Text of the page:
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Impacts of enhanced microbial-photoreductive and suppressed dark microbial reductive dissolution on the mobility of As and Fe in flooded tailing soils with zinc sulfide

  • Author(s): Chen, Z
  • Dong, G
  • Chen, Y
  • Wang, H
  • Liu, S
  • Chen, Z
  • Yang, C
  • Shang, X
  • Dahlgren, R
  • et al.
Abstract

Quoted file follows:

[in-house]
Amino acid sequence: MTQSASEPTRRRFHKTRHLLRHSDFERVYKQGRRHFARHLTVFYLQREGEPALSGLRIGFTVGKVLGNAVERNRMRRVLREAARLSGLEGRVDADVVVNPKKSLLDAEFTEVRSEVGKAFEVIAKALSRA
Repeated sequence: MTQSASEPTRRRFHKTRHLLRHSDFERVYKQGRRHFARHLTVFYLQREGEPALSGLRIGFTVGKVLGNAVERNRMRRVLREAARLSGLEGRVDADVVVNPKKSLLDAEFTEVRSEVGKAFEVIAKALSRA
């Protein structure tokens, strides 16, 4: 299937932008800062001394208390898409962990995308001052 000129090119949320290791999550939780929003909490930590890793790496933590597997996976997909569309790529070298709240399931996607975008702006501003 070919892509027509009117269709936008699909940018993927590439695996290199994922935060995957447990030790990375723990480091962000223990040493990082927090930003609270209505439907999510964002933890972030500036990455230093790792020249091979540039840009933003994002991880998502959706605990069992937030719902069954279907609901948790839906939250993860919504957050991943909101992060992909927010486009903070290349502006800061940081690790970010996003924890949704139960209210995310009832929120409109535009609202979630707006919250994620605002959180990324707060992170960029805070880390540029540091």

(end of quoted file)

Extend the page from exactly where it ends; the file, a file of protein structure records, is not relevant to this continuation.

Semiconducting minerals are ubiquitous in soil and their association with microbes often affects the environment. In this study, the impacts of zinc sulfide (ZnS, used as a model compound for semiconducting sphalerite) on As/Fe mobility of flooded tailing soils under dark and intermittent illumination conditions were elucidated for the first time. Microbial reductive dissolution of As(V) and Fe(III) was more pronounced under intermittent illumination than under dark conditions. In ZnS-amended soils, release of As(III) and Fe(II) was 1.3 and 1.7 times higher, respectively, under intermittent illumination than the highest concentrations released from soils amended with acetate alone under dark conditions (12741.1 ± 714.3 μg/L and 37.9 ± 2.3 mg/L, respectively). However, under dark conditions in ZnS-amended soil, the release of As(III) and Fe(II) was 0.8 and 0.7 times that of the highest concentrations released from soils amended with acetate under dark conditions, respectively. Treatment with ZnS potentially decreased the abundance of several metal-reducing bacteria (e.g., Bacillus, Geobacter, Clostridium, and Desulfitobacterium), which resulted in lower As/Fe reduction than for the acetate alone treatment under dark conditions. However, under intermittent illumination, the excited mineral photoholes were scavenged by humic/fulvic acids, and photoelectrons were synchronously separated and participated in the microbial electron chain. The fortification provided by the photoelectrons subsequently boosted As/Fe reduction, even though there was a lower abundance of metal-reducing bacteria. Hence, this study provides an in-depth understanding of the impacts of semiconducting minerals on the fates of metal pollutants, microbial diversity, and the bioavailability of dissolved organic matter in flooded soils.

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